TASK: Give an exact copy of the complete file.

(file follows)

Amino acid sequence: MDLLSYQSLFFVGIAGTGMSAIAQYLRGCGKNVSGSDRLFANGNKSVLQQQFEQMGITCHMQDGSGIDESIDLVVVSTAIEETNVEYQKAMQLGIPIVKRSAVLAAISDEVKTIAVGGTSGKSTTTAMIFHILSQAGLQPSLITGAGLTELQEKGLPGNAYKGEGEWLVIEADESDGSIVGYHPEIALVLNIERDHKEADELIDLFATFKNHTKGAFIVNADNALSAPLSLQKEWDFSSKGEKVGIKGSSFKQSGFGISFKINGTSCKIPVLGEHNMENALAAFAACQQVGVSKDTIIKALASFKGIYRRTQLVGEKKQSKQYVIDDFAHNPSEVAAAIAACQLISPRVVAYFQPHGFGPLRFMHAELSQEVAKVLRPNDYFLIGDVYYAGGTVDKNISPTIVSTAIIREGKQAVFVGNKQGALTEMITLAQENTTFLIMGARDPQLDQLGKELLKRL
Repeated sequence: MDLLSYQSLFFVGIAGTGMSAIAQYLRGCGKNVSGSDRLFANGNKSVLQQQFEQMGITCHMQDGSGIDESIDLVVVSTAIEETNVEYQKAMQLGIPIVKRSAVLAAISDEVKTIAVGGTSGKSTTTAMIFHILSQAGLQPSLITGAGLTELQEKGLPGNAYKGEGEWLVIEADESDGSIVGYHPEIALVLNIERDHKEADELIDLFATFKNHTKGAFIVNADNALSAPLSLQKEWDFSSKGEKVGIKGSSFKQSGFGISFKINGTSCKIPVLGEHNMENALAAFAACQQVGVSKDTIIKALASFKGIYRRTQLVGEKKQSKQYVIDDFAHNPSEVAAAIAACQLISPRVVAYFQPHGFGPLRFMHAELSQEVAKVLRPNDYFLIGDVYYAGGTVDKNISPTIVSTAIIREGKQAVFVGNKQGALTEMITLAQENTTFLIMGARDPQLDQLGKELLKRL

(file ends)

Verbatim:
Amino acid sequence: MDLLSYQSLFFVGIAGTGMSAIAQYLRGCGKNVSGSDRLFANGNKSVLQQQFEQMGITCHMQDGSGIDESIDLVVVSTAIEETNVEYQKAMQLGIPIVKRSAVLAAISDEVKTIAVGGTSGKSTTTAMIFHILSQAGLQPSLITGAGLTELQEKGLPGNAYKGEGEWLVIEADESDGSIVGYHPEIALVLNIERDHKEADELIDLFATFKNHTKGAFIVNADNALSAPLSLQKEWDFSSKGEKVGIKGSSFKQSGFGISFKINGTSCKIPVLGEHNMENALAAFAACQQVGVSKDTIIKALASFKGIYRRTQLVGEKKQSKQYVIDDFAHNPSEVAAAIAACQLISPRVVAYFQPHGFGPLRFMHAELSQEVAKVLRPNDYFLIGDVYYAGGTVDKNISPTIVSTAIIREGKQAVFVGNKQGALTEMITLAQENTTFLIMGARDPQLDQLGKELLKRL
Repeated sequence: MDLLSYQSLFFVGIAGTGMSAIAQYLRGCGKNVSGSDRLFANGNKSVLQQQFEQMGITCHMQDGSGIDESIDLVVVSTAIEETNVEYQKAMQLGIPIVKRSAVLAAISDEVKTIAVGGTSGKSTTTAMIFHILSQAGLQPSLITGAGLTELQEKGLPGNAYKGEGEWLVIEADESDGSIVGYHPEIALVLNIERDHKEADELIDLFATFKNHTKGAFIVNADNALSAPLSLQKEWDFSSKGEKVGIKGSSFKQSGFGISFKINGTSCKIPVLGEHNMENALAAFAACQQVGVSKDTIIKALASFKGIYRRTQLVGEKKQSKQYVIDDFAHNPSEVAAAIAACQLISPRVVAYFQPHGFGPLRFMHAELSQEVAKVLRPNDYFLIGDVYYAGGTVDKNISPTIVSTAIIREGKQAVFVGNKQGALTEMITLAQENTTFLIMGARDPQLDQLGKELLKRL